Saturday, January 21, 2012

Atlas' Happy Days.

Alan Greenspan. 2005 [A]
"If you saw Atlas, the giant who holds the world on his shoulders (...) what would you tell him to do?" (Ayn Rand, Atlas Shrugged).






The transcriptions of the Fed's Federal Open Market Committee 2001-06 meetings were released last Thursday January 12, 2012. (See here)

This is how mainstream media chronicled these meetings:

The New York Times (12-01-2012):
"As the housing bubble entered its waning hours in 2006, top Federal Reserve officials marveled at the desperate antics of home builders seeking to lure buyers.
"The officials laughed about the cars that builders were offering as signing bonuses, and about efforts to make empty homes look occupied. (...)
" 'We are getting reports that builders are now making concessions and providing upgrades, such as marble countertops and other extras, and in one case even throwing in a free Mini Cooper to sweeten the deal,' George C. Guynn (...) said at the June [2006] meeting." (See here)
The Washington Post (13-01-2012):
"The year began with adulation all around for [Alan] Greenspan. In that January [2006] meeting, Roger Ferguson (...) called Greenspan a 'monetary policy Yoda'." (See here)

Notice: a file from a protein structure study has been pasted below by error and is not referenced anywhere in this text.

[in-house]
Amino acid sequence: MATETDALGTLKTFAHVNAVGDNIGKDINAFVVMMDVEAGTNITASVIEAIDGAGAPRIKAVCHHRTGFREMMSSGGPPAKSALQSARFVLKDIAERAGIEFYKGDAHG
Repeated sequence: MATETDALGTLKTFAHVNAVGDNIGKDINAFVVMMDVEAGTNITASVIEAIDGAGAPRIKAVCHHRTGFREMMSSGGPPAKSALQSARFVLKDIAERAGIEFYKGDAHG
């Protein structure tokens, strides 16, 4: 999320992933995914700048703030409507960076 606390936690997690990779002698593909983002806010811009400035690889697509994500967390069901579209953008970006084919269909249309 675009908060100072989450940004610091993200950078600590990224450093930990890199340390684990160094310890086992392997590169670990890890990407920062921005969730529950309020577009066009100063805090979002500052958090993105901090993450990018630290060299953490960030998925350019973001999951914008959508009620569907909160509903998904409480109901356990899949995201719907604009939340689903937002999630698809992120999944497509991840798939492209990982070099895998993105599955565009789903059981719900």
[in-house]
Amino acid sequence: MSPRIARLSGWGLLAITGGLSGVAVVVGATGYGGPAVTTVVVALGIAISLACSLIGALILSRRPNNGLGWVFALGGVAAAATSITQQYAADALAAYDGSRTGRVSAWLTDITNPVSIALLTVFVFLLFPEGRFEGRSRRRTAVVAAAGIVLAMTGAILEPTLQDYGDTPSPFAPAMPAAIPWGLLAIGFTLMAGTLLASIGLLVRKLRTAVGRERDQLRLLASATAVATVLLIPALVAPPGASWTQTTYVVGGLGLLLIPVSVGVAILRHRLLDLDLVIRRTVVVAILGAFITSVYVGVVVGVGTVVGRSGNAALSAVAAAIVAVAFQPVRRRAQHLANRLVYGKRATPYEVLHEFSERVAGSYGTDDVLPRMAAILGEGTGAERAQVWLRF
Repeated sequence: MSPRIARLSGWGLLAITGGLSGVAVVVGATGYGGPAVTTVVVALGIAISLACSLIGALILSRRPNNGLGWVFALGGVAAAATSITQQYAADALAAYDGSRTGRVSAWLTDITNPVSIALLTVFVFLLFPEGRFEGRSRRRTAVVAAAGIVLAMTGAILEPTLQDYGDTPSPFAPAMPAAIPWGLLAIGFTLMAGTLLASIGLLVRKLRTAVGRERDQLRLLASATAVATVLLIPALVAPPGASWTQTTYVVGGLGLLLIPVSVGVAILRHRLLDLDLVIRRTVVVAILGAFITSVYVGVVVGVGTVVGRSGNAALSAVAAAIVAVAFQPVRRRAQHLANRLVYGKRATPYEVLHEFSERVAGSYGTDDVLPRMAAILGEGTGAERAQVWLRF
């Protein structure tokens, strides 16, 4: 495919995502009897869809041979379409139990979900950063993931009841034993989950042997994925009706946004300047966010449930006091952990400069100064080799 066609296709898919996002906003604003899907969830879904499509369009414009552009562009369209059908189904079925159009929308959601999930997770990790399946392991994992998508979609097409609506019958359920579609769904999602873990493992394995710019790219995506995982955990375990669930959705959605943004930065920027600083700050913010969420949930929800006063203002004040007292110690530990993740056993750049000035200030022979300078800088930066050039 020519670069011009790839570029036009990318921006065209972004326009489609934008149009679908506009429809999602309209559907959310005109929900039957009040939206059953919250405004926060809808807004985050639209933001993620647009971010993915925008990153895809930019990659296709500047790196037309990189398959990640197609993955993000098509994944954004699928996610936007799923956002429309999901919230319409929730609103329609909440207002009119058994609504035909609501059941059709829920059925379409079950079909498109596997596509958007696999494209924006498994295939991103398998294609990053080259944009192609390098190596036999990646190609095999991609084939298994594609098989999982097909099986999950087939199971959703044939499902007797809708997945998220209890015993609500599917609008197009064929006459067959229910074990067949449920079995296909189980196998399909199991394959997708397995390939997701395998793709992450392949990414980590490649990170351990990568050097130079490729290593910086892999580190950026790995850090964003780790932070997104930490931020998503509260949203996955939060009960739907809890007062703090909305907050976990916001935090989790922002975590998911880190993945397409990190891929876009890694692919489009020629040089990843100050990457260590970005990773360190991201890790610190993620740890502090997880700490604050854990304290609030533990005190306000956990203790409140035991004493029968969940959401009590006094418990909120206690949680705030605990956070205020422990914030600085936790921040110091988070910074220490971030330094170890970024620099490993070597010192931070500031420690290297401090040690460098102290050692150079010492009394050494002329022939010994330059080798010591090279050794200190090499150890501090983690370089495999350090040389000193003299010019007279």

All that's good and well, but it fails to capture the mood prevailing in those august meetings, where monetary policy for the US (in extension, for the free world) is decided and where the Great Moderation was generated. The Economist (Free Exchange) and DealBreaker contain a selection of witticisms, jokes, and happy anecdotes, as one would expect from √úbermenschen in the best Randian/Nietzchean tradition.

But The Daily Stag Hunt went one step further and quantified it (the transcripts dutifully noted their laughter).

So thanks to that site's generosity, I'll give you without further comment:
 

Well, bear with me, one little comment: that blue dot corresponds to the meeting where these immortal words were uttered:
"VICE CHAIRMAN GEITHNER.  Mr. Chairman, in the interest of crispness, I've removed a substantial tribute from my remarks.  [Laughter]
"CHAIRMAN GREENSPAN.  I am most appreciative.  [Laughter]
"VICE CHAIRMAN GEITHNER.  I'd like the record to show that I think you're pretty terrific, too.  [Laughter]  And thinking in terms of probabilities, I think the risk that we decide in the future that you're even better than we think is higher than the alternative."
I haven't thought yet how I would answer Rand's question, opening this post. That is, assuming the Maestro Atlas Alan Greenspan stopped laughing and that I could be heard over the sounds of boots being licked.

Photo Credits:
[A] Former Chairman of the Federal Reserve Alan Greenspan, receiving a Presidential Medal of Freedom in 2005. 09-11-2005. Wikipedia

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